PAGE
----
Reed Johnson the Right (Field) Answer for Atlanta
Jason Heyward is out for 2-3 weeks, and that’s bad news for the Braves. Although he has struggled mightily this year, posting a .121/.261/.259 slash line over the season’s first three weeks, he was one of the NL’s best outfielders in 2012.
It’s impossible to know if Heyward’s performance was affected by the appendix he had removed, but he’s had some bad luck this year too. A measly .114 BABIP dragged down his rate stats, and his fly balls were leaving the park at roughly half his career rate. When he gets back, look for a return to his career form. In the meantime, let’s take a look at what the Braves’ replacement options are.
And Playing Right Field...
Fortunately, the Braves have one of the best fourth outfielders in the game on the roster in Reed Johnson. Johnson is a career .284/.340/.412 hitter who can run the bases at field at an above average level. He got the start in the first game Heyward missed and promptly went 4 for 4 with three doubles. Look for him to see the most time in right until Heyward returns.
However, Johnson tends to struggle against righties. In his career, he’s hit .266 against right-handers and .311 against lefties. He strikes out more, walks less and hits for less power against right-handers. Fredi Gonzalez will be hesitant to use Johnson in those matchups, as he showed by pulling Johnson in the nightcap of yesterday’s double header. And that was even though he had just racked up four hits and is 8 for 13 career against Jon Garland, the Rockies’ starter.
Gonzalez gave that second start to Jordan Schafer, a former star prospect for the Braves turned journeyman pinch runner. Schafer is a left-handed hitter, so theoretically he should be a better option against right-handed pitching. That is, if he could hit at all.
Schafer has an anemic career slash line of .225/.309/.304. He has hit righties better than lefties in his career, .237 to .184 which is still replacement level anyway. Schafer was waived by the Houston Astros last season, a club that could challenge for the worst record in MLB history this year.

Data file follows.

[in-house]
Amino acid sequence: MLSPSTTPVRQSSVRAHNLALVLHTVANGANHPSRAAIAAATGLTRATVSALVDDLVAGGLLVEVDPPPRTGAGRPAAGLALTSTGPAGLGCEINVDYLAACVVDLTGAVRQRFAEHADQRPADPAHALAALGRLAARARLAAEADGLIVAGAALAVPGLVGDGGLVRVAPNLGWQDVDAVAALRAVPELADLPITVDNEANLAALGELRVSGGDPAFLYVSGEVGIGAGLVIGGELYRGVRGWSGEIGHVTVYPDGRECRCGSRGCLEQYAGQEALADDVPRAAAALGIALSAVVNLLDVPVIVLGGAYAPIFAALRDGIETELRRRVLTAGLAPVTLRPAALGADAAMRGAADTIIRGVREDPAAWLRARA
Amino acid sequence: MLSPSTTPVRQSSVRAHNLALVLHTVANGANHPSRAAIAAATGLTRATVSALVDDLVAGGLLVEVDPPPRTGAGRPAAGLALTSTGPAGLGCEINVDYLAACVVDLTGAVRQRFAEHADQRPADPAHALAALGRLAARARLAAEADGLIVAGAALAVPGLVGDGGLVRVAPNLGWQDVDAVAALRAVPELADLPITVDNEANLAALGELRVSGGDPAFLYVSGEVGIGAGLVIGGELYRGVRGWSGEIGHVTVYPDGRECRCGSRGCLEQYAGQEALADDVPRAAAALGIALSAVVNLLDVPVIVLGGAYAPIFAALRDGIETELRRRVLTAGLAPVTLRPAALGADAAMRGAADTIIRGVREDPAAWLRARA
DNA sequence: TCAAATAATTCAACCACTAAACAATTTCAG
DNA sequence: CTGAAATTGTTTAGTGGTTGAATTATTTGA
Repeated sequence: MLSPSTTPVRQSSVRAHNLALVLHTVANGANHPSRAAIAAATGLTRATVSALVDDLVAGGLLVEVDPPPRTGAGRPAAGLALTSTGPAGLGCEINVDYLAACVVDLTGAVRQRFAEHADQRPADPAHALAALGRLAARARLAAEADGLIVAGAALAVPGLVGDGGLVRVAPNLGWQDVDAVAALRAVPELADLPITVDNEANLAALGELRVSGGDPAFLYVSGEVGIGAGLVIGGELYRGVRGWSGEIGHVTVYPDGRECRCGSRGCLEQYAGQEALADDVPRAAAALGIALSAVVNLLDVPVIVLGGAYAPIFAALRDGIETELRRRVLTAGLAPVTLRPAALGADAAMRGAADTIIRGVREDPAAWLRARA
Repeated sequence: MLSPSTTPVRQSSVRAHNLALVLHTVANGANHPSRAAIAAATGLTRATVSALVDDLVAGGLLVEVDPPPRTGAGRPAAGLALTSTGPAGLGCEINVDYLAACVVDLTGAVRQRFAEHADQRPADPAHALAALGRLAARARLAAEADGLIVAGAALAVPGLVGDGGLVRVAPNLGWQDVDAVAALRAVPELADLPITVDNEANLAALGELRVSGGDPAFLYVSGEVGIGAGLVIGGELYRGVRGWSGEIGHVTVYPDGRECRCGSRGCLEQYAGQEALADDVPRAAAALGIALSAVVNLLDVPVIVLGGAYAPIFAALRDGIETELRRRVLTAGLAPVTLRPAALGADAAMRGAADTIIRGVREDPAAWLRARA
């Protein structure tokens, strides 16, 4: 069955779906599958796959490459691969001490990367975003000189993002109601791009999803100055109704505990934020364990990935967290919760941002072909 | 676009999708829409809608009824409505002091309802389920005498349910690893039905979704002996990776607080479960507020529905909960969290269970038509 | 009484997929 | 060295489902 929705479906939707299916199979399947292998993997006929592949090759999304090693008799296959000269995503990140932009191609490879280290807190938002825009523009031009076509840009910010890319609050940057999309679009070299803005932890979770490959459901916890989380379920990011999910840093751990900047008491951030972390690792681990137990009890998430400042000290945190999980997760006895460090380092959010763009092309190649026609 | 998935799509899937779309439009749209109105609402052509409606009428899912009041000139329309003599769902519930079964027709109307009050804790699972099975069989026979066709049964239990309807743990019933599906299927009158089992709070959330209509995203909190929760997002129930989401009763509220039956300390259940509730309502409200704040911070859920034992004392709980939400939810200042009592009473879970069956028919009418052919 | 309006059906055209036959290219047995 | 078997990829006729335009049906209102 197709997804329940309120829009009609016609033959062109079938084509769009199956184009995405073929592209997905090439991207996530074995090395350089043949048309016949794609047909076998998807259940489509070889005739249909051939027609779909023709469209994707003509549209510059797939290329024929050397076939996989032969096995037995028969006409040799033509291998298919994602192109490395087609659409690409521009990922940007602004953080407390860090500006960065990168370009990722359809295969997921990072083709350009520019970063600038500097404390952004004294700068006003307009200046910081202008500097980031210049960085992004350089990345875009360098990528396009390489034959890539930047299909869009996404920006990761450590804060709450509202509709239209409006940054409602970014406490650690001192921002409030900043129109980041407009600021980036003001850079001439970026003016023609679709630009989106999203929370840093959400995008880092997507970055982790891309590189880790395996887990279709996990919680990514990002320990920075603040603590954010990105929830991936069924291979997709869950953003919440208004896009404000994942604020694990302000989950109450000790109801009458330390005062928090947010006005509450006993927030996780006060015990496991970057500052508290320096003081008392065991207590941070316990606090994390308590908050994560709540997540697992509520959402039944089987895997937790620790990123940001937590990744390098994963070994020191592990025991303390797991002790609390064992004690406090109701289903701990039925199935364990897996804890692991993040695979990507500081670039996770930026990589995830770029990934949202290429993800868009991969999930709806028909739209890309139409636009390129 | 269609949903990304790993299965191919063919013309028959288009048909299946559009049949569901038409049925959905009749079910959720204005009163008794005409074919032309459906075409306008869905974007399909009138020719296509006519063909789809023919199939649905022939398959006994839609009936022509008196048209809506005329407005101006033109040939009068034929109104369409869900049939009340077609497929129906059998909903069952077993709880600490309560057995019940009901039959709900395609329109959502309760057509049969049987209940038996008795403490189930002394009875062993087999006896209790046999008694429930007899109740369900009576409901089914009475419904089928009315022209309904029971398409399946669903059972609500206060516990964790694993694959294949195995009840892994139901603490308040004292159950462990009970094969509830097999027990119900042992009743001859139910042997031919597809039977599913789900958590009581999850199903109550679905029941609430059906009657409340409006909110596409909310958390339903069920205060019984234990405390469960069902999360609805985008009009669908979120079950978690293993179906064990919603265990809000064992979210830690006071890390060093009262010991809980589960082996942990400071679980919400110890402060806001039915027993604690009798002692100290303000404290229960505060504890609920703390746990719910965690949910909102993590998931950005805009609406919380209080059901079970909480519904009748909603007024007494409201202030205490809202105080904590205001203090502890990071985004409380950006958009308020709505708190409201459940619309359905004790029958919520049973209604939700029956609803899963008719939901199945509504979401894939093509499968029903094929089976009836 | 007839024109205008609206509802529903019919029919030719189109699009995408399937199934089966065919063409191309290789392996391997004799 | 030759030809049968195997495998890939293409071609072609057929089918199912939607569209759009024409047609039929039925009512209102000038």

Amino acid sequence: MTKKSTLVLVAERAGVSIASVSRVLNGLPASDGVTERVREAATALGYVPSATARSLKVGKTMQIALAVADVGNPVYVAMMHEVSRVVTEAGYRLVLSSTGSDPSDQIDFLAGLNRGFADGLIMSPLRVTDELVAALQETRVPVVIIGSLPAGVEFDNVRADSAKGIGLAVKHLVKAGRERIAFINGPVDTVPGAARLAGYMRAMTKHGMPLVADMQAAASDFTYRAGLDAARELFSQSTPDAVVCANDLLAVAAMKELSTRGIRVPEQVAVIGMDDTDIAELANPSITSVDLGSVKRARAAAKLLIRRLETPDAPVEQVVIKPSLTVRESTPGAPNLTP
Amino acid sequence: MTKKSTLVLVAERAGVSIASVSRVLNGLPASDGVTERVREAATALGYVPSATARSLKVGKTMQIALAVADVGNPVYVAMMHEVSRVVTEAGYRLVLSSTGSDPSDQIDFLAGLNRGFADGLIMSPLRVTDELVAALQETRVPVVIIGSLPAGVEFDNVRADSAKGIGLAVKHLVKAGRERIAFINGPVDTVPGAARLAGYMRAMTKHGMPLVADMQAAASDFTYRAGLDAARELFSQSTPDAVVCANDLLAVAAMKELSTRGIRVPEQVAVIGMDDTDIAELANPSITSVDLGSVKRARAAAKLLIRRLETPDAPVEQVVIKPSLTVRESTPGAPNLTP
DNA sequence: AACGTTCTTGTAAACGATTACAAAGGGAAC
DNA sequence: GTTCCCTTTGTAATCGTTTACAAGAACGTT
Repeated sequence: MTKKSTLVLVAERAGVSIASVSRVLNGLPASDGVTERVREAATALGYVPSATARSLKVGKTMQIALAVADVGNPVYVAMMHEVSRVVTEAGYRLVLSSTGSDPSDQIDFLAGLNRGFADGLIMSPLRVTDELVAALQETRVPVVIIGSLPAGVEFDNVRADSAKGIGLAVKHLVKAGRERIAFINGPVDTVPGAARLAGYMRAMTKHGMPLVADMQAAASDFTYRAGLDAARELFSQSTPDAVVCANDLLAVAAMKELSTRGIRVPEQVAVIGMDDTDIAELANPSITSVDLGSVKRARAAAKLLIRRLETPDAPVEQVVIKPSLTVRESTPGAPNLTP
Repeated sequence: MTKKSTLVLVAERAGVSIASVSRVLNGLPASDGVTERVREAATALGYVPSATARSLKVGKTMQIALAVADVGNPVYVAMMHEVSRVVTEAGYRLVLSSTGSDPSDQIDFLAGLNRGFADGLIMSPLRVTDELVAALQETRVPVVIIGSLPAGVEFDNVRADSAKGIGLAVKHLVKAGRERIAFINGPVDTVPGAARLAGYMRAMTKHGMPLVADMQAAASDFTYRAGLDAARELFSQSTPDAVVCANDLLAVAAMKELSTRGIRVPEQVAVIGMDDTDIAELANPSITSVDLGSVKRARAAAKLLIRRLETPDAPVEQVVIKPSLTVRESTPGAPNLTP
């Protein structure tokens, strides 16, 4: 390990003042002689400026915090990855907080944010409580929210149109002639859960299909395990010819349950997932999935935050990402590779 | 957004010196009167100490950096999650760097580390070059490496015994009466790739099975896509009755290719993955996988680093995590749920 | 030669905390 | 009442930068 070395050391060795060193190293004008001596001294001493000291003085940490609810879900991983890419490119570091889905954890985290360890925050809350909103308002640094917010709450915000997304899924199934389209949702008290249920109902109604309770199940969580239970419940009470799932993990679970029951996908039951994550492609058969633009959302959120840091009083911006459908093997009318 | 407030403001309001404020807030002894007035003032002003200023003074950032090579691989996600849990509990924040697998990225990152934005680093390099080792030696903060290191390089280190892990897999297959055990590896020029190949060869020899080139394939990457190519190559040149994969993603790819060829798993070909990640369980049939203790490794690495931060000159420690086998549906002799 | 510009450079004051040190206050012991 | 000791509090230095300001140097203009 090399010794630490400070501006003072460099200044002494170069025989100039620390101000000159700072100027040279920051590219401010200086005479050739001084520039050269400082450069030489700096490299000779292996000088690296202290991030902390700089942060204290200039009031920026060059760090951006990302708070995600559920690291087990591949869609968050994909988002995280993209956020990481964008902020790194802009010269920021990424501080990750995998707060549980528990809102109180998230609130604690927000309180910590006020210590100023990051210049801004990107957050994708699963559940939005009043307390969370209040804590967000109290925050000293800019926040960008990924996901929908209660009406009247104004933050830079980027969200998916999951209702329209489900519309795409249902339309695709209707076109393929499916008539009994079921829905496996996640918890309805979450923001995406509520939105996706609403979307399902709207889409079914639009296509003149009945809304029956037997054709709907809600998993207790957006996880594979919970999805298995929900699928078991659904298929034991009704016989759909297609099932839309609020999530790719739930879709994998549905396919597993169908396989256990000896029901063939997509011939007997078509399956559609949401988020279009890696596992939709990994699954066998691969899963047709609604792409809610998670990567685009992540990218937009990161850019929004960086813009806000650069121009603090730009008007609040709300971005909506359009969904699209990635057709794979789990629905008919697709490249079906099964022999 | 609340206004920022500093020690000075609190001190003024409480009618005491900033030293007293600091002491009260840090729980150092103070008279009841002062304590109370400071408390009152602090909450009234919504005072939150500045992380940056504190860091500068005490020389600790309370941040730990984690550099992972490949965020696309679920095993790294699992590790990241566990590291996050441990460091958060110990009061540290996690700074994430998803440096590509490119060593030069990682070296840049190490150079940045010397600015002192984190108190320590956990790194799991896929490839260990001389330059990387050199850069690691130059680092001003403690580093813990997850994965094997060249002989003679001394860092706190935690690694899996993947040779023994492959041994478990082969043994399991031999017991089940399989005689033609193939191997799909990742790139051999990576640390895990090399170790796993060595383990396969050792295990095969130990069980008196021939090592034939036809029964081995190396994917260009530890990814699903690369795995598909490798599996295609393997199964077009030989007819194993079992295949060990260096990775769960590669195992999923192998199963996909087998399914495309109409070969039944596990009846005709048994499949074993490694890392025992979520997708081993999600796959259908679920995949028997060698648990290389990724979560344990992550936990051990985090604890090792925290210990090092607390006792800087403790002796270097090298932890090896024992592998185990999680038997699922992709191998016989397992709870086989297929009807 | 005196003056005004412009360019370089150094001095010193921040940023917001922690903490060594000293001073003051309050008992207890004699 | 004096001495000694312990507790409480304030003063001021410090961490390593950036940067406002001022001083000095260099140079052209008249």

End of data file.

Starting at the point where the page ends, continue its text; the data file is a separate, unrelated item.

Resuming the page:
The reason Schafer plays at all is his defense and baserunning, both of which are good. He stole 27 bases last year with a 75 percent success rate, and 22 with an excellent 85 percent success rate in 2011. With Freddie Freeman back in the lineup, it’s possible the Braves can sacrifice some offensive punch from right field in exchange for pitching and defense.
There have been some rumblings of Evan Gattis getting a few games in right as well, but don’t look for that to happen any time soon. For now, it looks like Johnson and Schafer will share a platoon in right, which is a shame as Johnson is the significantly better player. Although he struggles against righties, he still hits them much better than Schafer does, since Schafer doesn’t really hit at all.
And the defensive difference, one of only two justifiable reasons to play Schafer over Johnson? It might not exist at all. UZR, one of the main defensive metrics, rates Johnson as well above average for his career. Schafer, despite being labeled a defensive specialist has a negative career UZR, meaning he has cost his teams more runs than the average replacement. UZR is notoriously finicky in small sample sizes, which Schafer has, but still, it’s reason to worry that the Braves are trotting the wrong guy out in right every other day.